• Dc_big-1

    Bookshelf: Dallas Clayton

Illustration

Bookshelf: Dallas Clayton

Posted by Bryony Quinn,

Dallas, who pops up in issue #6, is so indefatigably positive it’s mind boggling, that is until you spend some time with his children’s book-based venture, An Awesome Book. For every volume he sells, he gives one away, in person and all over the place, and from what we’ve gleaned about the whole Awesome scheme is that he is never still. However, he has kindly stayed in one place to select his top five children’s books for our Bookshelf feature. A list that should serve as a definitive guide into love of reading, love of the world for any child.

The Missing Piece Shel Silverstein

What a monster! If I were being truly honest this article would just be five Shel Silverstein books, as I could say for sure he dominates the entire children’s genre in my mind… but there’s no variety in that. What he was able to accomplish with a pen and a blank page really puts to shame just about every hundred million dollar kids movie that’s been released in the past decade. This book is so heavy and so light at the same time I’m knocked back a few feet every time I pick it up.
www.amazon.co.uk/the-missing-piece
www.wikipedia.org/the-missing-piece

The Little Prince Antoine de Saint Exupery

This one is pretty much a lay up. I don’t think I’ve ever met a person who doesn’t love this book. It speaks to every part of the child in you and the adult in you at the same time and does so in such a way that you feel lucky for having had the experience. Definitely a ripper.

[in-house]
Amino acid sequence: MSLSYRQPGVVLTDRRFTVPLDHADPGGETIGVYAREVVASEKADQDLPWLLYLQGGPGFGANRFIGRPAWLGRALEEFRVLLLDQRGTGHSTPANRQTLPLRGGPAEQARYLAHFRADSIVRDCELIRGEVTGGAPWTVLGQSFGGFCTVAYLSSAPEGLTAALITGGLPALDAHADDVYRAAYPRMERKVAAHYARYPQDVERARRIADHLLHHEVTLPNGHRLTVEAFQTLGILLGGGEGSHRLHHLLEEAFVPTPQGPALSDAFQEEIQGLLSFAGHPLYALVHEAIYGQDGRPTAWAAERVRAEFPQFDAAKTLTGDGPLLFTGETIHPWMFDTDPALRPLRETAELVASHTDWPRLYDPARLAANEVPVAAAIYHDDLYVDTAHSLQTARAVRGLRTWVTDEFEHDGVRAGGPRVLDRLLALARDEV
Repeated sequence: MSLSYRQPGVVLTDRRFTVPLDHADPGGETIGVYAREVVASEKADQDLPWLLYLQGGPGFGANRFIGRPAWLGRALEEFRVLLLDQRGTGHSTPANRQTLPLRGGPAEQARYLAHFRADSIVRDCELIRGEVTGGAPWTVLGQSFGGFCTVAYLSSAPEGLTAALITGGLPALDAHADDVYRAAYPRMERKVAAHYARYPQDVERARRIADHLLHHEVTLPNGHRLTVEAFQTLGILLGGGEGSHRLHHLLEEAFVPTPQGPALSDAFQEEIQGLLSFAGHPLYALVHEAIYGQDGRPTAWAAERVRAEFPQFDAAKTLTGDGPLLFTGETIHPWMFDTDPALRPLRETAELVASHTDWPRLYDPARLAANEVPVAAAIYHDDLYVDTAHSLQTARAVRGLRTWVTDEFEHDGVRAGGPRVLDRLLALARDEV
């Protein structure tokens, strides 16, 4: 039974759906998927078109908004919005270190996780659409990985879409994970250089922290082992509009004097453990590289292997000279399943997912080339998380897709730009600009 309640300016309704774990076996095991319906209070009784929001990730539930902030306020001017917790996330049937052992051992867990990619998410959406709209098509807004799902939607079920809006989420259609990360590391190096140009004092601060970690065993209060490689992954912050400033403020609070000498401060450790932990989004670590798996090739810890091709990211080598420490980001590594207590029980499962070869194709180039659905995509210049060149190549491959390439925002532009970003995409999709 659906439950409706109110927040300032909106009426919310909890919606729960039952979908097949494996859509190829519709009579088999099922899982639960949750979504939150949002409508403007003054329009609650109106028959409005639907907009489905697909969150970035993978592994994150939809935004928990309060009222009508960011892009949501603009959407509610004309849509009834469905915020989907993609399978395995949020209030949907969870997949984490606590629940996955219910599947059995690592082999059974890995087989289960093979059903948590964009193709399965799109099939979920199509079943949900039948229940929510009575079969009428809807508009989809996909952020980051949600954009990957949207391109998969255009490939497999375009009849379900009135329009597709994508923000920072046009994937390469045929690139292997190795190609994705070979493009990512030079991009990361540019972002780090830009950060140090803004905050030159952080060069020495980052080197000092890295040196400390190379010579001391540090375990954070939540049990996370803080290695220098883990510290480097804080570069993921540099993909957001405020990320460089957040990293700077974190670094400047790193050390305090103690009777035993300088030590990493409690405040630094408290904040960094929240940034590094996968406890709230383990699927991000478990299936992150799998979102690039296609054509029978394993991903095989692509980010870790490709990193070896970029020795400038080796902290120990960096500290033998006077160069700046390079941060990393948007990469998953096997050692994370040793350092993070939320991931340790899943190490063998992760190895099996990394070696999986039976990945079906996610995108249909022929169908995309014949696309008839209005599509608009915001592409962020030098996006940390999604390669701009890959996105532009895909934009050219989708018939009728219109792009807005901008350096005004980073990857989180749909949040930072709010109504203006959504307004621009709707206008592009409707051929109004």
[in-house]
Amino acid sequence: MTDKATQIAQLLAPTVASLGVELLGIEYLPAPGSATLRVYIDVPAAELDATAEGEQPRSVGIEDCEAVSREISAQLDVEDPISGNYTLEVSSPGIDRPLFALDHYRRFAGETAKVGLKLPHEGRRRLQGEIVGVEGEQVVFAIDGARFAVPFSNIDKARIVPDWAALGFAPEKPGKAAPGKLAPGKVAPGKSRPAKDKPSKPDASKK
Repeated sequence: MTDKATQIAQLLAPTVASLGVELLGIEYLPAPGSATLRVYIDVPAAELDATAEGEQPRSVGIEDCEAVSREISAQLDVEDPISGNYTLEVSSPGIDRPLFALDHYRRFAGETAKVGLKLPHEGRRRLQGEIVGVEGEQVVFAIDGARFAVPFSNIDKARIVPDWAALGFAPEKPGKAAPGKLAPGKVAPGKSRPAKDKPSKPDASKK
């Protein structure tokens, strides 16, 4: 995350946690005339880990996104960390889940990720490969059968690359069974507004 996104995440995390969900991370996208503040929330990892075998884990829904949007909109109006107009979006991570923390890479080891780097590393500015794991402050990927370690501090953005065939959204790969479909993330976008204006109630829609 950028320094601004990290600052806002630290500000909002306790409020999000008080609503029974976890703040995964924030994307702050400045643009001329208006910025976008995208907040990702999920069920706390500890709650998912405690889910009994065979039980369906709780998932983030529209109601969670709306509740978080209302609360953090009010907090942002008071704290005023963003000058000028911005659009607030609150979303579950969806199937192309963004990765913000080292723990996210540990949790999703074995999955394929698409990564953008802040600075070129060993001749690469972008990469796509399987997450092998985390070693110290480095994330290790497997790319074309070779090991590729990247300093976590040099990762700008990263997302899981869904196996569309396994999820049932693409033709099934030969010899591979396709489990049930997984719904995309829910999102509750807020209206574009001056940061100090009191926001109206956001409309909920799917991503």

www.amazon.co.uk/the-little-prince
www.wikipedia.org/the-little-prince

I Love You Forever Robert Munsch

I know this one seems like a bit of a curve ball because Munsch’s books are a little more “cute” than the rest on the list but I dare you to read this book aloud without crying. It is impossible! Do you know how hard it is to write a book with so few words that can make someone cry every time they read it? That’s a claim most singer-songwriters can only dream of staking. Robert Munsch is the real deal, more Bright Eyes than Bright Eyes.
www.amazon.co.uk/love-you-forever
wwww.robertmunsch.com/love-you-forever

Charlie and The Chocolate Factory Roald Dahl

Obviously it’s hard to read this one at this point without picturing the movie (Gene Wilder version) but I like to consider that bonus more than anything. I mean, we all know Roald Dahl is a heavyweight champ, but how great must it feel to write this magical story and then a few years later get the royal treatment with a kids film that slays so hard in all the weirdest possible ways. Timeless. Ruthless.
www.amazon.co.uk/charlie-and-the-chocolate-factory
www.wikipedia.org/charlie-and-the-chocolate-factory

How The Grinch Stole Christmas Dr. Seuss

Sure, picking Dr. Seuss is like picking “The Beatles” but, c’mon son, what are you going to do?!? He basically built the entire genre. Much like Silverstein I could pick another five Seuss books that are all going to be better than anything that comes out in my lifetime. Oh The Places You’ll Go, Horton Hears a Who, The Lorax – those are all magical, but for me “The Grinch” is the perfect example of how to teach kids something awesome without them even suspecting they are being taught. It’s somehow seamlessly Oprah-friendly and unbelievably punk, and as icing on the cake you get to read it every year around the holidays and achieve that ever-satisfying “warm-glowing feeling” inside. Game over!
www.amazon.co.uk/how-the-grinch-stole-christmas
www.seussville.com/grinch

Portrait9

Posted by Bryony Quinn